Striketober: This Strike Wave Demands Policy Solutions in Addition to Individual Wins

November 4, 2021

Since October, strikes have taken place at more than 20 businesses in the US, including at Kellogg’s and John Deere. The current wave of labor uprisings has even made its mark internationally—with electricity and gas workers in France, General Motors in Brazil, and in South Korea, where 16,000 workers across the country staged a general strike. These strikes represent the collective demand for improved labor conditions and compensation at specific employers, while also affirming the need for political leaders to implement much-needed policy solutions.

Striketober—as the labor uprising has been dubbed—comes at a time when the unequal recovery from the COVID-19 recession has collided with decades of attacks on workers’ rights. Unchecked employer monopsony and restrictive labor laws have squeezed workers’ ability to demand fair wages. But the concessions recent strikes have won show that workers have found new power in the labor market. For example, Frito Lay workers in Kansas successfully ratified a contract guaranteeing them at least one day off a week and raised wages, and Nabisco workers in five states ratified a contract that increased hourly wages, expanded retirement contributions, and updated company overtime rules. 

As we celebrate these hard-won victories, however, we should also see this strike wave as demanding more than concessions from individual employers. Policymakers should meet this uprising with new policies to protect and empower workers with and without unions. For one, the Senate should pass the Pro Act to ensure that workers can more easily organize in their workplaces. The Senate should also think bigger, by encouraging sectoral bargaining and by developing ways to include labor in the policymaking process. Moreover, the executive branch can take several actions to improve worker power, including committing to privileging unionized firms in the procurement process and incorporating unions into the policymaking process. At the state level, at-will employment—which is ubiquitous in the non-unionized private-sector—should be ended and a just cause standard should be adopted. Policy decisions like these, alongside the strength of labor unions, have the potential to reform the failures of the employer-powered economy.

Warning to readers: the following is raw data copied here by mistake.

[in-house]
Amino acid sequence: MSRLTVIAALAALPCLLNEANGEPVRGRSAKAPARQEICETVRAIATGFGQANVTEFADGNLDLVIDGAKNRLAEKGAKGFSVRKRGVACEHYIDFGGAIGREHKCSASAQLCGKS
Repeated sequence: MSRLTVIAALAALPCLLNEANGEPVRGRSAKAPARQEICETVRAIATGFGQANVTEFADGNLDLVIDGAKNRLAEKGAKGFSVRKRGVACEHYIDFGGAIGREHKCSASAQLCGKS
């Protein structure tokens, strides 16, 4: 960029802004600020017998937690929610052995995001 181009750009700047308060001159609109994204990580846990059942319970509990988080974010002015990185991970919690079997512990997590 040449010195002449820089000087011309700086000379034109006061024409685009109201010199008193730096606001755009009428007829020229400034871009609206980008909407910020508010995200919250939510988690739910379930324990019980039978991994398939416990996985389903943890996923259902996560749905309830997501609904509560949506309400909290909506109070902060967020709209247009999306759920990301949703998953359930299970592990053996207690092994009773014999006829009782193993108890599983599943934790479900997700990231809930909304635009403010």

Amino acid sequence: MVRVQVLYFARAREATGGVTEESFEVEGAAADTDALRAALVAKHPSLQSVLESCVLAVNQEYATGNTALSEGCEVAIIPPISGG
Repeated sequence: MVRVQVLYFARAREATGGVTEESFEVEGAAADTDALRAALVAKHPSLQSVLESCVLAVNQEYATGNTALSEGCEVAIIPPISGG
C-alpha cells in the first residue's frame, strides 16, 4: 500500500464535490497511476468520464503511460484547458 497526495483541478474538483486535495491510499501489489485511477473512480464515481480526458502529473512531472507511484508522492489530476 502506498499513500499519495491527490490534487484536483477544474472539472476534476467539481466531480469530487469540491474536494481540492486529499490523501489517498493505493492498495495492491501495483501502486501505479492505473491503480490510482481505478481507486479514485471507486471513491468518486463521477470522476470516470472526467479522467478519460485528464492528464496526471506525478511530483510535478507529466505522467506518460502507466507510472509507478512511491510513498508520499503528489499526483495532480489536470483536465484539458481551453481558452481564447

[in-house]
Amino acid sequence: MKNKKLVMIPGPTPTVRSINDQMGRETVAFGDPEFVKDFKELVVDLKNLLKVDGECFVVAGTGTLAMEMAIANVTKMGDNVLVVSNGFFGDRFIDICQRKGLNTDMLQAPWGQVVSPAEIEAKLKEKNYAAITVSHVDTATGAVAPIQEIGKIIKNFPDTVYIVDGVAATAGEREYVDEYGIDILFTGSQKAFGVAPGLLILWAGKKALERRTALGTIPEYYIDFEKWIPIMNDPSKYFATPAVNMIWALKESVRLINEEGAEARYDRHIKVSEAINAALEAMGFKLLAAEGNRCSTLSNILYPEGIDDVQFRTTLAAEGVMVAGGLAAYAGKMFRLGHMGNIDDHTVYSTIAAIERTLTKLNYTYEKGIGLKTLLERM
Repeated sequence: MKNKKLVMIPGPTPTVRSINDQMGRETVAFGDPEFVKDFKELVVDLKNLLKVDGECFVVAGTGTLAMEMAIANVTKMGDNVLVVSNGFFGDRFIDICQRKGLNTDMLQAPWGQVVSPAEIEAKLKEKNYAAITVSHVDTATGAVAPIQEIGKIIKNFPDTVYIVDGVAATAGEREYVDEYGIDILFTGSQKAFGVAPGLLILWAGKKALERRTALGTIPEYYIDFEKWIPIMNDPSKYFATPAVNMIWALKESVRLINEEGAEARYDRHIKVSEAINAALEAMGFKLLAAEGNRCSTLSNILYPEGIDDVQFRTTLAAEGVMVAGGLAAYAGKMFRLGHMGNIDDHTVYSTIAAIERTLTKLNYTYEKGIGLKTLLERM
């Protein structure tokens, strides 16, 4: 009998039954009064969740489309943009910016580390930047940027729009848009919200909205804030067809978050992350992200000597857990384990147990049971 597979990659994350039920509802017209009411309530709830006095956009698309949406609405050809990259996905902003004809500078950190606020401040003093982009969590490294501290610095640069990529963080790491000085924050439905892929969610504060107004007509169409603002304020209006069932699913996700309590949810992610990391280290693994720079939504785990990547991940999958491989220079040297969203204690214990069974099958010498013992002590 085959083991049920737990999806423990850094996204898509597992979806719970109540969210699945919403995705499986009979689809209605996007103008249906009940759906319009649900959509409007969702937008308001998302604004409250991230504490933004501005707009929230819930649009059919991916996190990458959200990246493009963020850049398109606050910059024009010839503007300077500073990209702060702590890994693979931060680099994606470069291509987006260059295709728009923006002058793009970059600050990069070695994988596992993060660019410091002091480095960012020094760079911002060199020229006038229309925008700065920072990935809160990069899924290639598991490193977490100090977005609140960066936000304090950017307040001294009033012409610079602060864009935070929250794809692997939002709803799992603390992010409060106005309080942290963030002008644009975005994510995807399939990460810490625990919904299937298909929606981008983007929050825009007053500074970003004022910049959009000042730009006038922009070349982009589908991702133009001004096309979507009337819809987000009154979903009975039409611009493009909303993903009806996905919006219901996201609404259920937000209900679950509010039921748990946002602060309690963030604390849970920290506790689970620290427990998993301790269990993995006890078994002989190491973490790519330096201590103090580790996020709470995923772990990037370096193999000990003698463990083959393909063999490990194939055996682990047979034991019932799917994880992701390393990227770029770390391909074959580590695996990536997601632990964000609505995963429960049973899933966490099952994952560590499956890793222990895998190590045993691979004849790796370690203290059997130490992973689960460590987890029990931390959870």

Even in an economy that privileges and empowers the wealthy at the expense of the many, workers can join together to create power. Across the US and around the world, workers are calling for better pay, quality benefits, and improved working conditions. Workers may not win  every battle against some of the world’s largest corporations, but this fall’s uprisings should push policymakers to create a more just playing field for workers.